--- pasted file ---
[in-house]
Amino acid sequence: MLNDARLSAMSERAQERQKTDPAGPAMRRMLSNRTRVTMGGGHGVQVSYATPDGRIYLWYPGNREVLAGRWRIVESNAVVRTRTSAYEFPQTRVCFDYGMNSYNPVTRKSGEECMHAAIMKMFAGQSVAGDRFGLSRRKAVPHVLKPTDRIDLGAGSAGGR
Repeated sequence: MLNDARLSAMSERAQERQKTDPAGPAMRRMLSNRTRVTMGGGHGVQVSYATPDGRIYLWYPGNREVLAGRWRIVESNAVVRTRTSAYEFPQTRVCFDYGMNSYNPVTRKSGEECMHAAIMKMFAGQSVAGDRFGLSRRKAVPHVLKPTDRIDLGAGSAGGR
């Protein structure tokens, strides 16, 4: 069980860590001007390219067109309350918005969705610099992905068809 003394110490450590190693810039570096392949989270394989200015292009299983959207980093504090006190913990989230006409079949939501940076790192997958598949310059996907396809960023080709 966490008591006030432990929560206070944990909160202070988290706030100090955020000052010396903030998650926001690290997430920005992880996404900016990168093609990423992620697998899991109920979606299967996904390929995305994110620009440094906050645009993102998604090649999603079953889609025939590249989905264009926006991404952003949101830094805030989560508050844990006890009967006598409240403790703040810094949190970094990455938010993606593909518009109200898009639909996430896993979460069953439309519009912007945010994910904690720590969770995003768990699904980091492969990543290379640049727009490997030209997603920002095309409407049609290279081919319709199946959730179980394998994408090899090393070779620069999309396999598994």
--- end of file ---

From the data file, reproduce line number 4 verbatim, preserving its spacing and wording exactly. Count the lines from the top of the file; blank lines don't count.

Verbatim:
């Protein structure tokens, strides 16, 4: 069980860590001007390219067109309350918005969705610099992905068809 003394110490450590190693810039570096392949989270394989200015292009299983959207980093504090006190913990989230006409079949939501940076790192997958598949310059996907396809960023080709 966490008591006030432990929560206070944990909160202070988290706030100090955020000052010396903030998650926001690290997430920005992880996404900016990168093609990423992620697998899991109920979606299967996904390929995305994110620009440094906050645009993102998604090649999603079953889609025939590249989905264009926006991404952003949101830094805030989560508050844990006890009967006598409240403790703040810094949190970094990455938010993606593909518009109200898009639909996430896993979460069953439309519009912007945010994910904690720590969770995003768990699904980091492969990543290379640049727009490997030209997603920002095309409407049609290279081919319709199946959730179980394998994408090899090393070779620069999309396999598994």